I am shaking very hard. It is difficult to type.
I spent a long time - years
, really - searching for the "true" religion.
In the 8th grade, I was confirmed in the Lutheran church. During my interview with the pastor, I was asked why it was necessary to attend church services.
My answer? "It isn't."
I then explained that according to the religion as I understood it - as I had been taught by Sunday School teachers since before I entered kindergarten - what mattered was a person's personal relationship with Christ. That, to me, meant that there was no need, no requirement for a Christian (or, at least, one identifying as Lutheran) to attend services.
Given the pastor's reaction to my answer ("Of course you need to attend church! Because....um....."), I thought that perhaps I'd better go looking for a religion that made some sense.
From ninth grade through my junior year of college, I studied churches and religions. Read about them, attended services offered by a variety of denominations. And then I studied some more.
After this time, after reading about the Reformation and the (many) reasons for it, I still came to the conclusion that the Catholic church was, truly, The Church Christ Established. The papacy was founded by Christ and Peter was the first Pope; all the moral laws, guidelines, requirements were in place for a reason. Granted, I personally might not understand the reasons: yet I was okay with that.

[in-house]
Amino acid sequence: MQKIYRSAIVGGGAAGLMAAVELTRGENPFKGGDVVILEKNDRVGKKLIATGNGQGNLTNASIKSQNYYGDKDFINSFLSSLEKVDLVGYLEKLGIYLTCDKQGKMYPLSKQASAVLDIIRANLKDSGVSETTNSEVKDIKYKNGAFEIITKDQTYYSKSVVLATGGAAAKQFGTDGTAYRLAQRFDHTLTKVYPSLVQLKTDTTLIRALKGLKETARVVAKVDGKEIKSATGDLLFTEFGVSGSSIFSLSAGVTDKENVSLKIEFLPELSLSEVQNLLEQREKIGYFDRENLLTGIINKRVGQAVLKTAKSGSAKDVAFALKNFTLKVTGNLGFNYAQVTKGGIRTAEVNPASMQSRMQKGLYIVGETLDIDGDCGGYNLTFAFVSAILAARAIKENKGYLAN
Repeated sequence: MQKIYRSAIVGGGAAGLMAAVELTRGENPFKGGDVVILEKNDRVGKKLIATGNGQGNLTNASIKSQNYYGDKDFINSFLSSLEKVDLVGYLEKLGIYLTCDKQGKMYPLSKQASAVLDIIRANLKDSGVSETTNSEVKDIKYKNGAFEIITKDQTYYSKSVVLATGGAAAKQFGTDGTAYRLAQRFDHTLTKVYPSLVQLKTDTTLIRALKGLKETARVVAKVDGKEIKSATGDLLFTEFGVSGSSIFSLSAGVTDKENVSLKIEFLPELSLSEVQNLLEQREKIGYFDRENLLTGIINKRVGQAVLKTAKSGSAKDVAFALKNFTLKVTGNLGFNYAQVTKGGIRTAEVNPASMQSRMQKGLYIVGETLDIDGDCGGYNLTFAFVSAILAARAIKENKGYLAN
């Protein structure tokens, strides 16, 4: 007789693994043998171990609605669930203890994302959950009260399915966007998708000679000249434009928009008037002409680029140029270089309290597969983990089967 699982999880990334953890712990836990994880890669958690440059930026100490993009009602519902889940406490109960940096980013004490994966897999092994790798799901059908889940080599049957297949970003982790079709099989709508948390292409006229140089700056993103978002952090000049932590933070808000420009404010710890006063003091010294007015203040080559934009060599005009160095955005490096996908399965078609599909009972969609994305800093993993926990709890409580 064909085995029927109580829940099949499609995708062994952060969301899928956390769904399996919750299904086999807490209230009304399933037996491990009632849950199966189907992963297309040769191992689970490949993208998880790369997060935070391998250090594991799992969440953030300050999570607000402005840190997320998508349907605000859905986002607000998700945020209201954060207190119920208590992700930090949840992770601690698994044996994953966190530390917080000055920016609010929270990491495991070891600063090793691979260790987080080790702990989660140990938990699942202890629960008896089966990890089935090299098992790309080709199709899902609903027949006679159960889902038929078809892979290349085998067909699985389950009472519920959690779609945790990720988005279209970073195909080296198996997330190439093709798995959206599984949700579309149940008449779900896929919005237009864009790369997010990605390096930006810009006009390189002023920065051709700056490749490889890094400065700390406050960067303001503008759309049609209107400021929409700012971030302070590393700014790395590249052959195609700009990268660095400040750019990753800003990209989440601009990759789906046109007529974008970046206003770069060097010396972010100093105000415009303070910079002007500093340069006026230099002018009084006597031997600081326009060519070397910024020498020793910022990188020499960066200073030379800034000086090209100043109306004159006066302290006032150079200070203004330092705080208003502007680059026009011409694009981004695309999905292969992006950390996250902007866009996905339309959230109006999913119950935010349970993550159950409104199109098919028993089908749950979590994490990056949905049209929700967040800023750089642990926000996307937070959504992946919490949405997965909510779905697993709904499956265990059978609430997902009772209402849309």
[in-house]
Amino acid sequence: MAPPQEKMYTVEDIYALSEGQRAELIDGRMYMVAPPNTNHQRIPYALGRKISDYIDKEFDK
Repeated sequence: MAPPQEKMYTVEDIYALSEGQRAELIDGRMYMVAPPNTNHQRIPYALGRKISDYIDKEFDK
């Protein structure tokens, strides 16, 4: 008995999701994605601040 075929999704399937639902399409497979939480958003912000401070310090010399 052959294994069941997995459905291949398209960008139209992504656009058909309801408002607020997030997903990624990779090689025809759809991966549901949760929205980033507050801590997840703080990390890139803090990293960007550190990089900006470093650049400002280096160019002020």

Again, to my way of thinking: as a parent, I tell my kids not to play in the street. It's a rule, and one I expect them to follow. When they get old enough, they'll understand why, the reason - but until they do, I simply expect them to obey the rule because I KNOW BETTER.
God is my Father; therefore, I will listen to him, even if I disagree with the rule. Which is overly simplified, but was the way I felt about God's authority.
And as I believe(d) that the Catholic church and its administration - the Pope, the Vatican, the bishops - were the true representatives, the human face of Christ on Earth, I obeyed their teachings. Even if one (or several, or many) of the Church's priests and bishops were wrong, or did wrong, or covered up for their brethren who did wrong, I still felt the institution itself - the Church - was right. That it was the "highest earthly authority in matters of faith, morality and Church governance."
I attended Mass. Matter of fact, I was at Mass on Friday (First Friday devotions, you know.) I work at a Catholic school. I send my three children to Catholic school.
And now there is this: A senior Vatican cleric has defended the excommunication of the mother and doctors of a nine-year-old girl who had an abortion in Brazil after being raped [by her stepfather].
Cardinal Giovanni Battista Re, head of the Catholic church's Congregation for Bishops, told the daily La Stampa on Saturday that the twins the girl had been carrying had a right to live.
I can barely express how this makes me feel. Sick, physically sick. Hurt. Embarrassed. Stupid. Wrong. Betrayed. Violated.
Oh, and angry. Very, very angry.
How can I go to work tomorrow? How can I continue to send my babies to a school that is governed by these kinds of people?
How can I call myself Catholic anymore? And why - please, God, tell me why - would I want